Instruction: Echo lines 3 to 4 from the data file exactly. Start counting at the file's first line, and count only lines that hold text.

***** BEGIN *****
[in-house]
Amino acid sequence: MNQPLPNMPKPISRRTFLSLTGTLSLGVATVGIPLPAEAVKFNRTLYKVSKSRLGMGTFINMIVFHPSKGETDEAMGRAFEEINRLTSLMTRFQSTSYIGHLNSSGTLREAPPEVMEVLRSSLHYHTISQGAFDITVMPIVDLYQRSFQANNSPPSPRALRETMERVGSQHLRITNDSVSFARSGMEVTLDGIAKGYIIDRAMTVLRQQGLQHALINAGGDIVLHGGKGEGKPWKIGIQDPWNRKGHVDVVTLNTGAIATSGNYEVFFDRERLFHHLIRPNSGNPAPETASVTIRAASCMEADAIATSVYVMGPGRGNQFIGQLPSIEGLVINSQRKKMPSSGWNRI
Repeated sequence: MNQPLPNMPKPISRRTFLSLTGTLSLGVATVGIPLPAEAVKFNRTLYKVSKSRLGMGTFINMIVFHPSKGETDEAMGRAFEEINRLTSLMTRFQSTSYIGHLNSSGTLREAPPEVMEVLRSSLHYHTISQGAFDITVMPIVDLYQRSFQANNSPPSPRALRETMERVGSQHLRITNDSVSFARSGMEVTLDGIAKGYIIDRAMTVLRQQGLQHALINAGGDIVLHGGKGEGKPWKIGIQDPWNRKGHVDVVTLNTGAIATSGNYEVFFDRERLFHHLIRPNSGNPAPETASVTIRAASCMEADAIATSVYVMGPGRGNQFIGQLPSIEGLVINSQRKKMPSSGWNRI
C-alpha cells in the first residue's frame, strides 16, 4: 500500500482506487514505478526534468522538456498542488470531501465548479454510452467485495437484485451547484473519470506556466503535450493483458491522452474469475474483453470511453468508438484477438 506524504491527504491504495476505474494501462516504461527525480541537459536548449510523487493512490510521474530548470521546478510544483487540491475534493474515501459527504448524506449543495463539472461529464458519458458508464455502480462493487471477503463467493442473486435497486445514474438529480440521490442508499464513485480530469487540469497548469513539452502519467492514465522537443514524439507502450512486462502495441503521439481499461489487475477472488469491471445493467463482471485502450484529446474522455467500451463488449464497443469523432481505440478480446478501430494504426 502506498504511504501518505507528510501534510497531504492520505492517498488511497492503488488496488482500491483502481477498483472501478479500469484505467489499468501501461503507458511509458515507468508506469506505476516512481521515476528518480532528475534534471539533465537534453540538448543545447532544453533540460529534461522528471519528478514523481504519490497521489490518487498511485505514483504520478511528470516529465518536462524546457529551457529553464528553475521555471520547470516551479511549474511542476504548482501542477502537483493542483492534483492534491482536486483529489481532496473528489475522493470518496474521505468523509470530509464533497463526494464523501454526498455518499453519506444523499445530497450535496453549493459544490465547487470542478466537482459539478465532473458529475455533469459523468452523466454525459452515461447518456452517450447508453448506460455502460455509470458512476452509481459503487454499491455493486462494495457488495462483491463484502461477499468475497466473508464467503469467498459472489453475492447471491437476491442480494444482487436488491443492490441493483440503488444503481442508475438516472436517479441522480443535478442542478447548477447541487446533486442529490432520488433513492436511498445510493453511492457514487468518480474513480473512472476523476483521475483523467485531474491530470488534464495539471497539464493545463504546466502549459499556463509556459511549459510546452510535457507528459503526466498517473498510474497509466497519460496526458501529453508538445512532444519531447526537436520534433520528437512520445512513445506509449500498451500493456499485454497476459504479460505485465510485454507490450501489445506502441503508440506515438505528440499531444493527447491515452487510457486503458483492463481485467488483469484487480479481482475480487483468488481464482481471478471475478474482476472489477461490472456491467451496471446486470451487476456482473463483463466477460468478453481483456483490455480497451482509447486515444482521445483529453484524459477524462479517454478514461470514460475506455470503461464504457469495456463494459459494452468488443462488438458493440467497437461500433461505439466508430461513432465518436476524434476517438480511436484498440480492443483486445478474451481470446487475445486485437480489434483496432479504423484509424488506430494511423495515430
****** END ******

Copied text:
Repeated sequence: MNQPLPNMPKPISRRTFLSLTGTLSLGVATVGIPLPAEAVKFNRTLYKVSKSRLGMGTFINMIVFHPSKGETDEAMGRAFEEINRLTSLMTRFQSTSYIGHLNSSGTLREAPPEVMEVLRSSLHYHTISQGAFDITVMPIVDLYQRSFQANNSPPSPRALRETMERVGSQHLRITNDSVSFARSGMEVTLDGIAKGYIIDRAMTVLRQQGLQHALINAGGDIVLHGGKGEGKPWKIGIQDPWNRKGHVDVVTLNTGAIATSGNYEVFFDRERLFHHLIRPNSGNPAPETASVTIRAASCMEADAIATSVYVMGPGRGNQFIGQLPSIEGLVINSQRKKMPSSGWNRI
C-alpha cells in the first residue's frame, strides 16, 4: 500500500482506487514505478526534468522538456498542488470531501465548479454510452467485495437484485451547484473519470506556466503535450493483458491522452474469475474483453470511453468508438484477438 506524504491527504491504495476505474494501462516504461527525480541537459536548449510523487493512490510521474530548470521546478510544483487540491475534493474515501459527504448524506449543495463539472461529464458519458458508464455502480462493487471477503463467493442473486435497486445514474438529480440521490442508499464513485480530469487540469497548469513539452502519467492514465522537443514524439507502450512486462502495441503521439481499461489487475477472488469491471445493467463482471485502450484529446474522455467500451463488449464497443469523432481505440478480446478501430494504426 502506498504511504501518505507528510501534510497531504492520505492517498488511497492503488488496488482500491483502481477498483472501478479500469484505467489499468501501461503507458511509458515507468508506469506505476516512481521515476528518480532528475534534471539533465537534453540538448543545447532544453533540460529534461522528471519528478514523481504519490497521489490518487498511485505514483504520478511528470516529465518536462524546457529551457529553464528553475521555471520547470516551479511549474511542476504548482501542477502537483493542483492534483492534491482536486483529489481532496473528489475522493470518496474521505468523509470530509464533497463526494464523501454526498455518499453519506444523499445530497450535496453549493459544490465547487470542478466537482459539478465532473458529475455533469459523468452523466454525459452515461447518456452517450447508453448506460455502460455509470458512476452509481459503487454499491455493486462494495457488495462483491463484502461477499468475497466473508464467503469467498459472489453475492447471491437476491442480494444482487436488491443492490441493483440503488444503481442508475438516472436517479441522480443535478442542478447548477447541487446533486442529490432520488433513492436511498445510493453511492457514487468518480474513480473512472476523476483521475483523467485531474491530470488534464495539471497539464493545463504546466502549459499556463509556459511549459510546452510535457507528459503526466498517473498510474497509466497519460496526458501529453508538445512532444519531447526537436520534433520528437512520445512513445506509449500498451500493456499485454497476459504479460505485465510485454507490450501489445506502441503508440506515438505528440499531444493527447491515452487510457486503458483492463481485467488483469484487480479481482475480487483468488481464482481471478471475478474482476472489477461490472456491467451496471446486470451487476456482473463483463466477460468478453481483456483490455480497451482509447486515444482521445483529453484524459477524462479517454478514461470514460475506455470503461464504457469495456463494459459494452468488443462488438458493440467497437461500433461505439466508430461513432465518436476524434476517438480511436484498440480492443483486445478474451481470446487475445486485437480489434483496432479504423484509424488506430494511423495515430